Around 1500, the art world begins to bristle with stories of frauds, scandals, and reprisals involving fakes. But this is not to say that forgeries displaced traditional modes of copying overnight. Forgeries came into being fitfully, in certain places and at certain times. A work made as a copy might be passed off as a forgery in another context. The conspiring conditions included newly assertive artist-authors, a new breed of collector and connoisseur, an emerging art market, and a new class of intermediaries later known as dealers. In 1496, Michelangelo makes a Sleeping Cupid in the antique manner. He is told by a proto-dealer to “distress” it so as to sell it as an antique at a higher price. The rich Cardinal who buys it—for about the price of a house!—is incensed when the work is exposed and gets rid of it. It is almost immediately snapped up by one of the great art collectors of the day, Isabella d’Este, and now displayed as a famous Michelangelo forgery. In fact, she sets it alongside a (copy of a) famous Sleeping Cupid by the ancient Greek sculptor Praxiteles, and so stages a mini-exhibition on the subject of copies and forgeries, modernity, and antiquity. 

11. Traditional conceptions of the copy don’t just go away. When Reginald Pole, a friend of Michelangelo’s, is asked for his copy of a drawing of a Pietà by the master, he replies that he would be happy to give it away, as he can get another copy from a friend. To this day, scholars debate the attribution of several highly finished Michelangelo drawings that exist in copies. When Isabella d’Este is asked by an aristocratic friend for her painting of Mary Magdalene, she replies that she would be happy to send it, but only asks for time to have a good copy made. Even today, companies dealing in “genuine fakes”—expertly painted copies of famous paintings, sold as copies—do an enormous business. A well-executed copy evidently still carries something of the magic and force of the original. Recently a copy of a Van Gogh was sold as a copy for $200,000. If forgeries are the form copies take in the era of art, this is the form copies take in the era of forgery.

The emergence of art forgery presupposes a culture in which what matters above all is not the content a work of art transmits but the irreducible qualities that make this work an unrepeatable event. Eventually this conception of art would form the basis of a discipline called the History of Art, which devoted its energies to putting each artistic performance on a timeline, and to studying it as the product of an author and a historical moment. When the nineteenth-century priest and art collector Alexander Schnütgen was on his deathbed, one of his crucifixes was brought to him to kiss. He opened his eyes, looked up at it for a moment, and said: “Thirteenth century.” When it came to art, the connoisseur had eclipsed the priest. Always the mimic, forgery conforms to the new criteria of value. No longer content to reproduce only schematic features, it now aims to render the kinds of details that would satisfy a connoisseur. A seventeenth-century copy of the Cambrai Madonna shows the new criteria at work. It is a copy in the era of forgery: exact enough to confuse the critics as to its date until scientific tests were done on it in recent times.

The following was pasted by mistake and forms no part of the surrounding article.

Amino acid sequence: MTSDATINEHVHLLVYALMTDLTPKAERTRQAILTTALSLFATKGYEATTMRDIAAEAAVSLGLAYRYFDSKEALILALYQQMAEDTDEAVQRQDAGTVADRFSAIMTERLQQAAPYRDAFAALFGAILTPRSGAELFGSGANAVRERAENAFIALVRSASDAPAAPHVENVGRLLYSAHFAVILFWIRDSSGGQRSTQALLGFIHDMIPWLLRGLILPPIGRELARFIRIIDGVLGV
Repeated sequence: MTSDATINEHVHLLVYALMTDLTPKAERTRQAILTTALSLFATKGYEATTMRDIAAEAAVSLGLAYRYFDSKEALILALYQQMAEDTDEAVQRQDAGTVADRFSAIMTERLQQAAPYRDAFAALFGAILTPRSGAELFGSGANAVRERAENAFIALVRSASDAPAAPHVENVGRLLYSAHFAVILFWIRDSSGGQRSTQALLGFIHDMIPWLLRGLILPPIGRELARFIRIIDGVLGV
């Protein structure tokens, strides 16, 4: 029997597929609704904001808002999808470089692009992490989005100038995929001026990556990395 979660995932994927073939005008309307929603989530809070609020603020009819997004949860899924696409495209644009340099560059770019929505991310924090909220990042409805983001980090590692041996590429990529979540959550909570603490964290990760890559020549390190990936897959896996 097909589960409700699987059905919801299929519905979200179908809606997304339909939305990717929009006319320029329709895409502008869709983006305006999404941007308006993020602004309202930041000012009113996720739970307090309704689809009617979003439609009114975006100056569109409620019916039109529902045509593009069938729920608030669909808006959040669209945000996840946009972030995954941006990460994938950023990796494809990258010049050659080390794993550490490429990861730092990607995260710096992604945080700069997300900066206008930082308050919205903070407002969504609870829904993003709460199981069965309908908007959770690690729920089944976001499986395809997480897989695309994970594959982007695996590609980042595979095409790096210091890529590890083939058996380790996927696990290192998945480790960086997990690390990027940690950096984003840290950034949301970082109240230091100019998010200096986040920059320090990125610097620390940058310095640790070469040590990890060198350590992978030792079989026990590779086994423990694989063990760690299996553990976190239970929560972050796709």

The pairing forgery/copy may be more interesting than the pairing copy/original. Forgery is not merely the criminalized version of what had been in earlier times a legitimate replica. A collateral effect of a system in which performativity is all, the forgery is the copy in metastasized form. It crawls over the surface of art, imitating with obsessive care the appearance of the original. Ultimately, of course, in serving the cult of the authored artifact the forgery aims to subvert it: it is out to prove that an artifact can escape its historical moment, and its author. It claims that the singular can be repeated. The threat of forgery intensifies the pleasurable rituals of art—close looking, the making of fine distinctions—to the point where they turn into paranoid surveillance. Forgery is the harassing bad conscience of the cult of art, shadowing our obsession with originals and mocking our fetishism of the art object.

Alexander Nagel teaches and writes about Renaissance and contemporary art and divides his time between Toronto, New York, and Rome. From 2004 to 2006 he will be Mellon Professor at the National Gallery in Washington, where his aim is to become a student again.